Sex is a complex topic, layered with not only the expressions or the feelings around sex but also the politics of it. As the term “sex positive” forms part of our daily lexicon, sex therapist and journo Bea Norton describe the movement. “More than just an ideaology or a vision, sex positive means action. It encourages sexual experimentation within the bounds of mutual consent. It advocates sex education and a healthier attitude towards communication regarding sex. On the other hand, the movement also promotes the belief that if you aren’t in the mood, that is ok too.”
Five unabashedly feminist illustrators — Jo Jackson, Koos Groenewald, Ngadi Smart, Lambi Chibambo and Jessica Stayn — from across Africa explore different aspects of sexual identity and expressions through their medium. From everyday sexuality to philosophical explorations of “the norm”, their work offers a space for underrepresented or misrepresentation sexual expression and orientations, and encourage necessary dialogue around sex.
Location: Cape Town by way of Malawi
Medium of choice: Digital illustration
About the artwork: Juicy Fruit is a reminder that there are no imperfections, perfection is you. Your body is art, it is beautiful.
Who is the character in your illustration? Each character is just a personified version of one coming into and embracing oneself. Spiritually, mentally, physically and sexually. The character is identifiable by what you see in yourself.
“I get the inspiration to draw from the awesome baddies I have the privilege of calling friends. Their confidence and certainty of self inspires my work. I also find myself grappling with the enigma of existing in the new millennium so, of course, it features widely in my art.” — Lambi
Medium: Mostly ink and watercolour. Recently digital drawing.
Who are the characters in your illustrations? It ranges. Some people I imagine naked and draw that. Myself sometimes. Some are drawn from people I photographed and a lot from the internet and social media.
“These artworks are inspired by everyday sexuality and and the frequency and amount of sexually loaded images we see each day. Often I’ll just draw something that caught my eye in a casual Whatsapp group chat or at 9am in the morning whilst working. The flattened illustration depicting it weirdly seems way more ‘hectic’ than the original image.” – Koos
Location: Abidjan, Ivory Coast
Medium: Mixed media, traditional and digital
“My work is motivated by the representation of Black POC, their varied, vibrant and broad cultures, strong women, as well as Feminism and gender roles. I like to deconstruct mainstream society’s preconceived views of what the definitions of ‘normal’, ‘beautiful’, and ‘right’ — especially in terms of identity, gender and social dynamics. I am attracted to a desire to be provocative in my work but always with a consciousness to lure people in and not totally alienate them from my work.” –@ngadismart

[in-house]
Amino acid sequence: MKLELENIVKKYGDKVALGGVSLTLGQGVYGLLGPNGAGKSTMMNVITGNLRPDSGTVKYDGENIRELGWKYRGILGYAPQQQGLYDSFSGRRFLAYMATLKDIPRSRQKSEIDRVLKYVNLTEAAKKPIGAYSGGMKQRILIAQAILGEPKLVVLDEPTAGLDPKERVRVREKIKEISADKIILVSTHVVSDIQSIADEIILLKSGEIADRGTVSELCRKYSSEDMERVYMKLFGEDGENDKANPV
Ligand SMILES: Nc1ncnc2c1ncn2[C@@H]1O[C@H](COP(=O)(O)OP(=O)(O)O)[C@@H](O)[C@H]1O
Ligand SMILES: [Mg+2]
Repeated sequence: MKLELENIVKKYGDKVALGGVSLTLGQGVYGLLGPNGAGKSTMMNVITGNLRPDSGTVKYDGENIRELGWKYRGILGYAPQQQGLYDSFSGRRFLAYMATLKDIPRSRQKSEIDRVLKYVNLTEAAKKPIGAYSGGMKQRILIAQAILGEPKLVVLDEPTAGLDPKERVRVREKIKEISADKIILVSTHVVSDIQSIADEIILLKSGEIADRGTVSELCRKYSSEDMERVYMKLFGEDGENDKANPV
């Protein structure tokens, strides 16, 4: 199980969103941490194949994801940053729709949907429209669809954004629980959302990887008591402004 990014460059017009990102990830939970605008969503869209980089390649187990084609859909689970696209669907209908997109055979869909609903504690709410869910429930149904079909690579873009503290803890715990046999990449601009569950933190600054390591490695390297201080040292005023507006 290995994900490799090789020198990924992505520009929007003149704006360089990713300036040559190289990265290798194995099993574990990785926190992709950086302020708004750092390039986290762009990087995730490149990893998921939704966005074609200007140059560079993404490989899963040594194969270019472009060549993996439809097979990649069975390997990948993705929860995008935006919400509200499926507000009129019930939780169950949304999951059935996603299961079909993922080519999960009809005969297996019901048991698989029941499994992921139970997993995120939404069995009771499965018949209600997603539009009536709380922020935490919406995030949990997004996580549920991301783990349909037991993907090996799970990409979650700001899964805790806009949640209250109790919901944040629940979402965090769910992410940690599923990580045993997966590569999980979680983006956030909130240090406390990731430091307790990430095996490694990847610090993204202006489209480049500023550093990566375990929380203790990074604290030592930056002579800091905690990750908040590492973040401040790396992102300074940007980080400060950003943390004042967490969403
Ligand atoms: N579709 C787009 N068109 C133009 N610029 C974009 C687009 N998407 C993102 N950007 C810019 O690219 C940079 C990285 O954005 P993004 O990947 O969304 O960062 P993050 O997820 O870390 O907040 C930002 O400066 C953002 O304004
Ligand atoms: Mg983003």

Location: Cape Town
Medium of choice: GIFs
Who is the character in your illustration? Me
About the artwork? This piece is about heartbreak. What are we supposed to do with the sexual energy we still feel for someone who has left us? There is a unique and painful type of grief reserved for those who still desire the one who no longer desires them. I love the dark, sad kink in Lana Del Rey’s visuals, which is why I cut and pasted a bit of her Blue Jeans video into this. GIFs are such a popular — and at times even trashy — medium that they naturally lend themselves to referencing and borrowing from pop culture.
“Female and queer sexuality need celebration. They need to fill and overflow. If I’ve been sent the message that something is shameful or needs to be hidden away, that just makes me want to show it more. If there’s an elephant in the room, I want to confront it. That’s why I animate nipple stands, dress in drag to explore female masculinity, and challenge my own millennial urges.” – Jo
Location: Cape Town
Medium: Pen and paper
“My drawings are about showing that sexuality is something not to be afraid of or ashamed of no matter your race, culture or ‘gender’. It’s something that is empowering and freeing and in the end skin is just skin and it’s 100% your skin suit so do with it whatever you want. I am not a female. I am not a male. I am just a breathing being. I try and help humans understand that gender is not a actual thing but a concept that was created. I believe our genitals are like plants.” — Jessica